Posted July 28, 2015 by Jerod

Some of you may know that for the first five years of my professional life, I was a local TV news reporter. Covering everything from devastating tornados to a light- hearted cup-stacking championship, I was that guy standing out in front of some building reporting the story each night.

The fun part of being a journalist was never knowing what a day at work would bring. But no matter the daily assignment, I got to meet ordinary people facing unordinary circumstances and tell their story.

As I think back on those days, I realize there are some journalistic fundamentals that will help you become a better storyteller in your church setting.

Everyone has a story to tell. You’ll often hear people say their life is boring or uneventful. But the more you get to know someone, the more you realize every person is unique. Their story can resonate and impact others. 

There’s more than one side to a story. And often there are three or four. Think about who’s involved and impacted by the core issue of what you’re communicating. Who are the main players? For example, if you’re telling the story of someone who’s overcome addiction, wouldn’t it be fuller if you also included friends or family who were impacted by that addiction?

Emotion. That doesn’t always mean sad. Happy is good, too. Yet often, good stories are an emotional arc. Joy can come out of pain. Happiness can grow from anger. The main point is, good stories stir others to take action. Emotion is contagious and a great tool for telling an engaging story.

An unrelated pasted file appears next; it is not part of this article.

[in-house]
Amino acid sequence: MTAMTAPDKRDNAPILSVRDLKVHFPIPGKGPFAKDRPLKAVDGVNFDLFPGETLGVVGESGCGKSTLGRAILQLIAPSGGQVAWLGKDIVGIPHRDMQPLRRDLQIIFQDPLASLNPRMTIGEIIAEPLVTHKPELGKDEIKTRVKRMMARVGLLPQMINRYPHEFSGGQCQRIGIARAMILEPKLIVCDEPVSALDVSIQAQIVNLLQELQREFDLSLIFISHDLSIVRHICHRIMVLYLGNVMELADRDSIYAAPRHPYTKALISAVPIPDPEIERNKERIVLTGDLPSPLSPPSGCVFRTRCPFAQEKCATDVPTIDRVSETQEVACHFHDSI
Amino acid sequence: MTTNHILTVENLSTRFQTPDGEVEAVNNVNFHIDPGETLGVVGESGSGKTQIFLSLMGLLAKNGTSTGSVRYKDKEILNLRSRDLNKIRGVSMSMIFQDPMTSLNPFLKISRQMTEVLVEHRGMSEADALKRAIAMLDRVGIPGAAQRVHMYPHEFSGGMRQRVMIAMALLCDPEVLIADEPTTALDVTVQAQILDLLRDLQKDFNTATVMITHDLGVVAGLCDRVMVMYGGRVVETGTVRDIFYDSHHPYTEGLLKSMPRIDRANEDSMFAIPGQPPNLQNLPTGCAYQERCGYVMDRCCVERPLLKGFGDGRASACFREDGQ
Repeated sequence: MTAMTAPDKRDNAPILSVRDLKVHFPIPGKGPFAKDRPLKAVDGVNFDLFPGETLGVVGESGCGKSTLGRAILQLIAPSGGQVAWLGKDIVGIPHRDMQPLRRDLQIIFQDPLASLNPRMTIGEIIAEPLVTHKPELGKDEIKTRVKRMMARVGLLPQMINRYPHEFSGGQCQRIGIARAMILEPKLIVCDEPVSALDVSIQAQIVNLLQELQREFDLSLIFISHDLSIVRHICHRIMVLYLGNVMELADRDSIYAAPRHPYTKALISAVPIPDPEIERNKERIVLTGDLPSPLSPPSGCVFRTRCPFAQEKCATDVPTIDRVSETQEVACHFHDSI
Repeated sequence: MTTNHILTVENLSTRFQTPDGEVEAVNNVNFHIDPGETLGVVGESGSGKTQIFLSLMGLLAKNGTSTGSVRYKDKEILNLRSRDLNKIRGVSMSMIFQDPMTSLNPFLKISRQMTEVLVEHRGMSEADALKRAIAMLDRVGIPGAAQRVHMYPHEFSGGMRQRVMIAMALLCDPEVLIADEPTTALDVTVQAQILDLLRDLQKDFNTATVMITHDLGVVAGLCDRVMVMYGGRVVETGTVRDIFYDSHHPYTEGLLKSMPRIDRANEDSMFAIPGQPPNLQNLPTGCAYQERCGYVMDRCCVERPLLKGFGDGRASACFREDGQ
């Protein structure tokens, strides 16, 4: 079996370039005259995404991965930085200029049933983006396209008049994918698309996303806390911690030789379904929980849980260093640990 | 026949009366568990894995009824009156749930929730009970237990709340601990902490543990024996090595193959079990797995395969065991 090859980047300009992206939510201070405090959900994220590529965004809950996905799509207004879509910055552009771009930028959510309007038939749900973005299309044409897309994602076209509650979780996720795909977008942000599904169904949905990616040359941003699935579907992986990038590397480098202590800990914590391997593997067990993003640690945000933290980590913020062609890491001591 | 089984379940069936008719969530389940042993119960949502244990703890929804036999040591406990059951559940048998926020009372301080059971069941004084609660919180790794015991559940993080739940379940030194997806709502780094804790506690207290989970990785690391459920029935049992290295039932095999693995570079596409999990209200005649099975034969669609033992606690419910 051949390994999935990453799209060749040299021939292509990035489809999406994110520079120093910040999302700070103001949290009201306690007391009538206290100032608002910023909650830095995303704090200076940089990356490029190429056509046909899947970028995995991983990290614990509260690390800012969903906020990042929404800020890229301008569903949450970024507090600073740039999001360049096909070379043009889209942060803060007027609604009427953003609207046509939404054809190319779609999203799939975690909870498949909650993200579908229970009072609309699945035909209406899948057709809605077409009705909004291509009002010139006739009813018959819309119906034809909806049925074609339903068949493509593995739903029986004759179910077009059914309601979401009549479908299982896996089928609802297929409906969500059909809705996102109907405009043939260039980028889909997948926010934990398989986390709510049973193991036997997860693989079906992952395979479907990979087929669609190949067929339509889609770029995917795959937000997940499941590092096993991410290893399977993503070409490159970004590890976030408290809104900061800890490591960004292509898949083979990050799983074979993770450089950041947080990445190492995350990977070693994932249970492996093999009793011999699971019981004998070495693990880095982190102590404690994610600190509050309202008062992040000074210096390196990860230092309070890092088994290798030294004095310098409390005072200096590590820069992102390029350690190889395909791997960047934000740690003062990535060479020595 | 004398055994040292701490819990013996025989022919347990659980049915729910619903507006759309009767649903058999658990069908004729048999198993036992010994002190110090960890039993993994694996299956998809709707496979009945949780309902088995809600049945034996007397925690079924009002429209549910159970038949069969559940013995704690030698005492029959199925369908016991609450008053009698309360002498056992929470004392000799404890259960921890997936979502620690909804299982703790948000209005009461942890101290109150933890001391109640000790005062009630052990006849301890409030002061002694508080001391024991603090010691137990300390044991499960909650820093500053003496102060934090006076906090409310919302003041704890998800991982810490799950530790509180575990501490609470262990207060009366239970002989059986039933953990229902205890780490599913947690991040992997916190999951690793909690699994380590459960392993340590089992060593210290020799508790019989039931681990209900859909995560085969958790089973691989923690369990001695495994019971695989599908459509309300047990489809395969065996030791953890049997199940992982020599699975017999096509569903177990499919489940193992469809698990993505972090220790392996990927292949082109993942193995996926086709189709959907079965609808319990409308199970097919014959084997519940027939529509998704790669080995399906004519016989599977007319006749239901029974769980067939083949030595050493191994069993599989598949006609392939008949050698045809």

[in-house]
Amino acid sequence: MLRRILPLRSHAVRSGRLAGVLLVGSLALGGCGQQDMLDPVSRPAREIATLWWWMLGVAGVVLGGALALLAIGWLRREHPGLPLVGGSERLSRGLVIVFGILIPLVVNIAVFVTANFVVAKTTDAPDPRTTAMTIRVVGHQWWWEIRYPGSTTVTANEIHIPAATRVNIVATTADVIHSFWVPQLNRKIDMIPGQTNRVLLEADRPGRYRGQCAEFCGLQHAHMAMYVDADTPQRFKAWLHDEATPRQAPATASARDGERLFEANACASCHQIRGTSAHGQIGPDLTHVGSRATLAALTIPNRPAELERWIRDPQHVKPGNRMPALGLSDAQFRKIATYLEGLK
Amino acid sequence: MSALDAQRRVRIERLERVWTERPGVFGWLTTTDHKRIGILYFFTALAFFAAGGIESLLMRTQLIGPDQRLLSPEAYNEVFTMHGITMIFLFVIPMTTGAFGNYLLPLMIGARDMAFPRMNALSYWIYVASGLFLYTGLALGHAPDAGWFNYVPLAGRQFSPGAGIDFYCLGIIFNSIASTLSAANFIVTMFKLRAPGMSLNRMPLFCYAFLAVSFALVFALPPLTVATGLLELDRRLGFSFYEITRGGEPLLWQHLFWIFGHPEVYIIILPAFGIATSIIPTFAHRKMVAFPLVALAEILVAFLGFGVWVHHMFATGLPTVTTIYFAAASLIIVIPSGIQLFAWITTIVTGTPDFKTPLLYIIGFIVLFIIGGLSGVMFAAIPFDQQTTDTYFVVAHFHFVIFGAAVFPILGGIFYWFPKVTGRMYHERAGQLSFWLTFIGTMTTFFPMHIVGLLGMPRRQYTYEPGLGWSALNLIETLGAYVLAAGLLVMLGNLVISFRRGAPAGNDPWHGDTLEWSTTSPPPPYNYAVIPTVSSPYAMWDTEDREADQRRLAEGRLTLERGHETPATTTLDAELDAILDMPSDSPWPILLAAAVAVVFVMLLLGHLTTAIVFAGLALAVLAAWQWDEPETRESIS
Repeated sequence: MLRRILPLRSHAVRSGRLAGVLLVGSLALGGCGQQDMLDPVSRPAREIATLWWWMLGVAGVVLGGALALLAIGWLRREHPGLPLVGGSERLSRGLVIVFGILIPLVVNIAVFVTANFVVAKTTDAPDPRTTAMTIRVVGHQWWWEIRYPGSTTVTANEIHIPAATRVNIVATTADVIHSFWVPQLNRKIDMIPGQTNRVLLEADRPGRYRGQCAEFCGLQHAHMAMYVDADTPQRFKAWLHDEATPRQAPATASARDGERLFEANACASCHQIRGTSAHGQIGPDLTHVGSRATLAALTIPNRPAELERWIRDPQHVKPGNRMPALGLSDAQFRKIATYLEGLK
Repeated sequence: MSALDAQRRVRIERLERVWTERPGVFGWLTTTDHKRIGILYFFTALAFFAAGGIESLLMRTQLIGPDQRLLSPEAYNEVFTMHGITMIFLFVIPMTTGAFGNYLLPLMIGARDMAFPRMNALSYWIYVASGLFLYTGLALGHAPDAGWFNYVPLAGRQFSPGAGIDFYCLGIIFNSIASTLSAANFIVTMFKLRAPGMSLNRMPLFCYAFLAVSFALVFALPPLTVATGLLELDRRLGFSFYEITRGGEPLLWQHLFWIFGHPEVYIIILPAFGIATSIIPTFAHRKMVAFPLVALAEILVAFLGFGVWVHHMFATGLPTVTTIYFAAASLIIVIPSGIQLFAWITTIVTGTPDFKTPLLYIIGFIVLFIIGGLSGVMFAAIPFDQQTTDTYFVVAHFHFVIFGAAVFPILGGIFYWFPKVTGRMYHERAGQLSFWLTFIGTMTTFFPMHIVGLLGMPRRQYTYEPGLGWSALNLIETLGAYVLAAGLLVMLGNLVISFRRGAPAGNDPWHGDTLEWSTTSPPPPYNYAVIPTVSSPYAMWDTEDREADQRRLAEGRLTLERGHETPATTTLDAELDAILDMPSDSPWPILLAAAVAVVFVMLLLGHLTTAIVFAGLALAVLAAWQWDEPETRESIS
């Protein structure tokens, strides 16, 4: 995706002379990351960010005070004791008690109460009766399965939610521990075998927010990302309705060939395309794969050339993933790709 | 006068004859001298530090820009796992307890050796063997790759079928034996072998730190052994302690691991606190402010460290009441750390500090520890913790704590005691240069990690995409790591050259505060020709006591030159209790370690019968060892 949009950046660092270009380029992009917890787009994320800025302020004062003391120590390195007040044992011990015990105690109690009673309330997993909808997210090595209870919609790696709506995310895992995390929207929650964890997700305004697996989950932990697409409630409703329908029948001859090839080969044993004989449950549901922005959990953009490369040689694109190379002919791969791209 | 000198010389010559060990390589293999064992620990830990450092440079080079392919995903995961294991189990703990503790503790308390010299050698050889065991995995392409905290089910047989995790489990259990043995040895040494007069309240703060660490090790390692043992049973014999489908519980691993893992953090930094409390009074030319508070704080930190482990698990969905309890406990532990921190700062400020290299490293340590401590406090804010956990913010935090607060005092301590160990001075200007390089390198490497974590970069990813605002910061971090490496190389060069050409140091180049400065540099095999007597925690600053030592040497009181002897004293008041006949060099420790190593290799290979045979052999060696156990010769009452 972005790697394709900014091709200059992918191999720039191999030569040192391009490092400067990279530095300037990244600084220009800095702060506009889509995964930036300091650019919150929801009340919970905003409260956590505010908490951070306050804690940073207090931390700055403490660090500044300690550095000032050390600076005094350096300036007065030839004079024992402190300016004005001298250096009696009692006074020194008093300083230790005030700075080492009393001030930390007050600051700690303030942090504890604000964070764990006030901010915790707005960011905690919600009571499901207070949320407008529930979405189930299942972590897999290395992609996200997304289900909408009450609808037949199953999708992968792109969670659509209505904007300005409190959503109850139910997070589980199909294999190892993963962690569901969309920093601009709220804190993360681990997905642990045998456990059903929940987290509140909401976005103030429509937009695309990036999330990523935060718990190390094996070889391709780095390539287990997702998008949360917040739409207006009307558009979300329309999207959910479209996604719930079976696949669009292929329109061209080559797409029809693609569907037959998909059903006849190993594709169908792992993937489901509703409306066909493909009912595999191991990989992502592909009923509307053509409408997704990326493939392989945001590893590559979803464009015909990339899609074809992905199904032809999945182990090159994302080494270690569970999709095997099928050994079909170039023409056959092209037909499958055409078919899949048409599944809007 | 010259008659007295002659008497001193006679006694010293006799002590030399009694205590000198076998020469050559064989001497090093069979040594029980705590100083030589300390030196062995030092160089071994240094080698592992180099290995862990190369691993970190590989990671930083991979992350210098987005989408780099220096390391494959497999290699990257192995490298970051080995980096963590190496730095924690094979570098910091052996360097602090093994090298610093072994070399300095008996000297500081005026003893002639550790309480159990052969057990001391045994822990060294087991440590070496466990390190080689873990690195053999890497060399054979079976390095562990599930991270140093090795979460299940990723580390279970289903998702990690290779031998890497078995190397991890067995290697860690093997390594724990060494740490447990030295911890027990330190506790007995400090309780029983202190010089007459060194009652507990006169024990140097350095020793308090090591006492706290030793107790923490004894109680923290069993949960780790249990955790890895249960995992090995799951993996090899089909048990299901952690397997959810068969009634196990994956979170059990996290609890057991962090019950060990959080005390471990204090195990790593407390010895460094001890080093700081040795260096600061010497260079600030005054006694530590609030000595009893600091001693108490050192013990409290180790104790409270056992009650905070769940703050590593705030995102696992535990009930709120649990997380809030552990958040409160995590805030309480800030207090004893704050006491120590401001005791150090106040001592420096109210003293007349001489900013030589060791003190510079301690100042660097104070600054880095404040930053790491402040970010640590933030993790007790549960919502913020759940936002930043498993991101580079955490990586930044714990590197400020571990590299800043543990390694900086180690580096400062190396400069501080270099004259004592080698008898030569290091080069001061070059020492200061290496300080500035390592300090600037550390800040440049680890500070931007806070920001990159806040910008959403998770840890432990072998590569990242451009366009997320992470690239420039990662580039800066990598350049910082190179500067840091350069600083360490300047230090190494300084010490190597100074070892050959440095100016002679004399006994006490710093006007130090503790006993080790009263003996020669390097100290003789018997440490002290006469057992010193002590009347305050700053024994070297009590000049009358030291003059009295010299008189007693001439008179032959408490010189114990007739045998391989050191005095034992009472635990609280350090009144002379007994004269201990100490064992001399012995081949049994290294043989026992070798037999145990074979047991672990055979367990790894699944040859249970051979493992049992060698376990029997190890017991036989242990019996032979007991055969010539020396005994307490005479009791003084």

Movement. Great stories rarely stand still in time. Something in the past led to the change someone is experiencing today. The vision your church casts today won’t be seen for some time. Regardless of the story you’re telling, take it on a full journey. Where does the story start and end? Why are those points important?

Strong supporting assets. Crafty wordsmithing is a key piece of telling a story, but even the most vivid language often needs some sort of support for people to remember what you’re sharing. Think of the visual or audio assets that add value to your story whether it’s a video, website, handout or an on-stage announcement.  Your audience will consume and remember information in different ways. A picture might help a visual learner engage with your message. A prop held in the pastor’s hand while telling a story might make the moment more memorable. The right music could help stir emotion in a video. Challenge yourself to find the right, creative element for a story and resist the generic or disconnected elements that might be easier to use. An image used incorrectly can kill a moment just as fast as a good asset can make it shine.

Filed under: Communications, Marketing

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